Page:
Dr Nadira Awal: [00:05:46] Absolutely. Yes. There’s so many women and myself included, that you do feel like you’re questioning what you’re doing on a daily basis. And, you know, we’re always describing, we’re always hear about it on social media, that we’re the sandwich generation. We’re looking after our elderly parents. We’ve got young children. As you know, in that podcast I talked about, you know, I was renovating my house and I had my young children as well, dealing with builders on a daily basis. And it was really difficult. So you think, oh, gosh, you know, there’s all the stress that’s coming with it. You know, we lead busy lives. I mean, think about it, 100 years ago, women weren’t working. They were looking after the children, but not really. We had potential. We had maids. We had people who were helping, looking after our children, the sort of family network as well. And so, we’re well worse now. We’re busier. You know, we’ve got full time jobs. We’re trying to hold down a job. We’re trying to hold down a relationship. We’re trying to look after our children. There’s a lot of social media sort of presence as well, and saying that actually we should be better at things. We’re always negating ourselves, aren’t we? And I think it’s important to actually be really empowered and say we’re doing a great job. You know, we’re working really well. We’re looking after our kids. They’re happier. You know, if you think about it, we were talking about this the other day, that actually our parents’ generation only took us to the zoo. You know, we didn’t have things like soft play. We didn’t have iPads and we didn’t have mobile phones. We went out on our bikes and we just came home at dusk didn’t we? So, you know, whereas now we have to entertain our own children. And it’s hard work. [00:07:16][90.2]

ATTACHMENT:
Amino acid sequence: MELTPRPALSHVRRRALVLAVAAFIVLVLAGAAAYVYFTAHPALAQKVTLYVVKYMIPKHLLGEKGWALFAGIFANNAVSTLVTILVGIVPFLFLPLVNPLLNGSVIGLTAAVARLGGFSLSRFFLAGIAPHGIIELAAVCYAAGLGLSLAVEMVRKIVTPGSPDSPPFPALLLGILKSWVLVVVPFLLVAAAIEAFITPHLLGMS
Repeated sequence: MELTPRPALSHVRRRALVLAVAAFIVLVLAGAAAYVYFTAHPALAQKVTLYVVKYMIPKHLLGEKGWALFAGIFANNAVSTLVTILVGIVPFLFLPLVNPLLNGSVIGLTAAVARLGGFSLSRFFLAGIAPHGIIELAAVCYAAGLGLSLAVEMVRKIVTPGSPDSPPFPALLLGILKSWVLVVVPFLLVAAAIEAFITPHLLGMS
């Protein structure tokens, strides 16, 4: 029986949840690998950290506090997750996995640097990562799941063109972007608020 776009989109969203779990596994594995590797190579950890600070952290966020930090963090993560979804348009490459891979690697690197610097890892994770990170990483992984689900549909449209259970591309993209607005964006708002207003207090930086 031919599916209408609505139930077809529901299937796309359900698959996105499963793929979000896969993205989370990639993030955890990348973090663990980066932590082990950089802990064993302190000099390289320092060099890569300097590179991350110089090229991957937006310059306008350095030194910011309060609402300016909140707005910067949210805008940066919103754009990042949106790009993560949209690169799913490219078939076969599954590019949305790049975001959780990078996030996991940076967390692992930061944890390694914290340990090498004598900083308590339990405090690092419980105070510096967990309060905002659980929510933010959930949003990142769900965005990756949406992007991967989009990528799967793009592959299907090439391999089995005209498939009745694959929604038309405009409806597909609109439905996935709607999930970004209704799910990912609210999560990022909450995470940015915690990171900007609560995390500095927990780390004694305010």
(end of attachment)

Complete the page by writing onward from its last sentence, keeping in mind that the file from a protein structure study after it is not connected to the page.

Dr Louise Newson: [00:07:16] It is, it’s very different. Yeah, we used to just play in the street and sometimes remember to come home for a meal and so it’s very, very different. But also I was talking to somebody in America yesterday, actually it was Sunday and I was trying to arrange all week to speak to this person. The only time I could find was on Sunday. I’ve just got back from being with my husband in the Lake District and my mother-in-law wanted to come for supper, which is great, lovely. But then I had to cook supper. So as I was talking to this woman, I said, oh, look, I’m really sorry you’re going to hear the oven door open and close. And I’m chopping some vegetables because I’m cooking at the same time. And she said, I love the fact that you’re multitasking. And I said, but, do you know what? I sometimes joke with my children and say, Goodness, I could do so much more if I didn’t have children? But actually I also laugh about it because I’m a lot more productive because I’ve got three children, because if I have five minutes between, I don’t know, picking one of them up or taking one of them somewhere or doing that, I will do that work in five minutes. Whereas before, with or without children, I’d probably be thinking, I’ve got all day, I could just have a little cup of tea and I’ll just listen to the radio and then I’ll sit down and my nice tidy desk whereas I literally just am something on my phone while the kettle’s boiling and then I’m going to the next thing. [00:08:27][70.3]

Dr Nadira Awal: [00:08:27] But on the other hand, you’ve got women who’ve not had children. And they’re busy with their life, aren’t they? And they’re busy doing all their extracurricular activities or holding down their job as well, and busy and yeah, so. [00:08:38][10.6]